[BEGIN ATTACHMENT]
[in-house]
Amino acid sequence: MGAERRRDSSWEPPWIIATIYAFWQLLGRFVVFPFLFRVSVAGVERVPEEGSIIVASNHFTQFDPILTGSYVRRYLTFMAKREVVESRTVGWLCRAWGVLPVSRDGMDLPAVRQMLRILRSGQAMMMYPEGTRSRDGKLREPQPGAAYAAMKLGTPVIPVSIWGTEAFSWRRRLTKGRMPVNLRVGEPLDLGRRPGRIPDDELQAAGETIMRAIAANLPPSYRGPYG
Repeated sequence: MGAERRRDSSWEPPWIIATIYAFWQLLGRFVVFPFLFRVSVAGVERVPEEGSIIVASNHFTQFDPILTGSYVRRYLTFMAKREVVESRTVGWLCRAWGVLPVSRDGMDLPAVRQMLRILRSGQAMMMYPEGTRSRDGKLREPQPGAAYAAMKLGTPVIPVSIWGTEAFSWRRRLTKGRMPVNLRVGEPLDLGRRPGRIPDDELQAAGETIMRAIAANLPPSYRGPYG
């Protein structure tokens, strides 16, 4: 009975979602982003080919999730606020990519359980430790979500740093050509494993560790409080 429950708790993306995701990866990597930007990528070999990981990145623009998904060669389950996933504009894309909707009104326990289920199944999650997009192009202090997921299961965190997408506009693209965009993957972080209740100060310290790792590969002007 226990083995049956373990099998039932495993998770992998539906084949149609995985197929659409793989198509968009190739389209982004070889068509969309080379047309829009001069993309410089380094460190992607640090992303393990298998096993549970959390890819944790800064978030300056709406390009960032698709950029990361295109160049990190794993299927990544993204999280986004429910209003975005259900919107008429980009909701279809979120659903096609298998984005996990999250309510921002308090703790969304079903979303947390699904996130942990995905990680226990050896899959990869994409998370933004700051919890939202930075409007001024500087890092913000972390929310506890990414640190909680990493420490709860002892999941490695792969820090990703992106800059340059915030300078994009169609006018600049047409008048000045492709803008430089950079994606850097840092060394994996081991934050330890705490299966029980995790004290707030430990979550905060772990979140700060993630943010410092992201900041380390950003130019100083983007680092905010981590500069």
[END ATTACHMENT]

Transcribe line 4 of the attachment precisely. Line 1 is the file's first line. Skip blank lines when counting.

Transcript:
């Protein structure tokens, strides 16, 4: 009975979602982003080919999730606020990519359980430790979500740093050509494993560790409080 429950708790993306995701990866990597930007990528070999990981990145623009998904060669389950996933504009894309909707009104326990289920199944999650997009192009202090997921299961965190997408506009693209965009993957972080209740100060310290790792590969002007 226990083995049956373990099998039932495993998770992998539906084949149609995985197929659409793989198509968009190739389209982004070889068509969309080379047309829009001069993309410089380094460190992607640090992303393990298998096993549970959390890819944790800064978030300056709406390009960032698709950029990361295109160049990190794993299927990544993204999280986004429910209003975005259900919107008429980009909701279809979120659903096609298998984005996990999250309510921002308090703790969304079903979303947390699904996130942990995905990680226990050896899959990869994409998370933004700051919890939202930075409007001024500087890092913000972390929310506890990414640190909680990493420490709860002892999941490695792969820090990703992106800059340059915030300078994009169609006018600049047409008048000045492709803008430089950079994606850097840092060394994996081991934050330890705490299966029980995790004290707030430990979550905060772990979140700060993630943010410092992201900041380390950003130019100083983007680092905010981590500069």